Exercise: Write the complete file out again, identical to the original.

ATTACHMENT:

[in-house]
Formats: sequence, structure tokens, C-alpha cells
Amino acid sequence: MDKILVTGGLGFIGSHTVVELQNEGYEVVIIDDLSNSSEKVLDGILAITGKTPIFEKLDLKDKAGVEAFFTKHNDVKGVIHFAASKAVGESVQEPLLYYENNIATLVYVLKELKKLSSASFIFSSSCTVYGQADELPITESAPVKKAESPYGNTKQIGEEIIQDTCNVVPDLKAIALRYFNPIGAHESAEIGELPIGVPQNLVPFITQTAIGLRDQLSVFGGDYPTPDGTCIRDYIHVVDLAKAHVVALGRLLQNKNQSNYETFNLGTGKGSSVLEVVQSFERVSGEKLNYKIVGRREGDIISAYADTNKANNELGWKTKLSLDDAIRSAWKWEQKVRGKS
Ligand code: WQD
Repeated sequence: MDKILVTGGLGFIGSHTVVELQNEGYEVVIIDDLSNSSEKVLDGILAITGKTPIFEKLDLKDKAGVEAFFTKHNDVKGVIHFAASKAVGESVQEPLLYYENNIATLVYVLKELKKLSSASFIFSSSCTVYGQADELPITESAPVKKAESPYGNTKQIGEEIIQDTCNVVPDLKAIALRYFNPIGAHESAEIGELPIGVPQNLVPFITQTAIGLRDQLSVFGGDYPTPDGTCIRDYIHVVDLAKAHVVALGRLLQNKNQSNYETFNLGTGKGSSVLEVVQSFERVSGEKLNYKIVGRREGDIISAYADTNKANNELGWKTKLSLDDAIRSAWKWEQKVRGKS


[in-house]
Formats: sequence, structure tokens, C-alpha cells
Amino acid sequence: MDKILVTGGLGFIGSHTVVELQNEGYEVVIIDDLSNSSEKVLDGILAITGKTPIFEKLDLKDKAGVEAFFTKHNDVKGVIHFAASKAVGESVQEPLLYYENNIATLVYVLKELKKLSSASFIFSSSCTVYGQADELPITESAPVKKAESPYGNTKQIGEEIIQDTCNVVPDLKAIALRYFNPIGAHESAEIGELPIGVPQNLVPFITQTAIGLRDQLSVFGGDYPTPDGTCIRDYIHVVDLAKAHVVALGRLLQNKNQSNYETFNLGTGKGSSVLEVVQSFERVSGEKLNYKIVGRREGDIISAYADTNKANNELGWKTKLSLDDAIRSAWKWEQKVRGKS
Ligand code: WQD
Repeated sequence: MDKILVTGGLGFIGSHTVVELQNEGYEVVIIDDLSNSSEKVLDGILAITGKTPIFEKLDLKDKAGVEAFFTKHNDVKGVIHFAASKAVGESVQEPLLYYENNIATLVYVLKELKKLSSASFIFSSSCTVYGQADELPITESAPVKKAESPYGNTKQIGEEIIQDTCNVVPDLKAIALRYFNPIGAHESAEIGELPIGVPQNLVPFITQTAIGLRDQLSVFGGDYPTPDGTCIRDYIHVVDLAKAHVVALGRLLQNKNQSNYETFNLGTGKGSSVLEVVQSFERVSGEKLNYKIVGRREGDIISAYADTNKANNELGWKTKLSLDDAIRSAWKWEQKVRGKS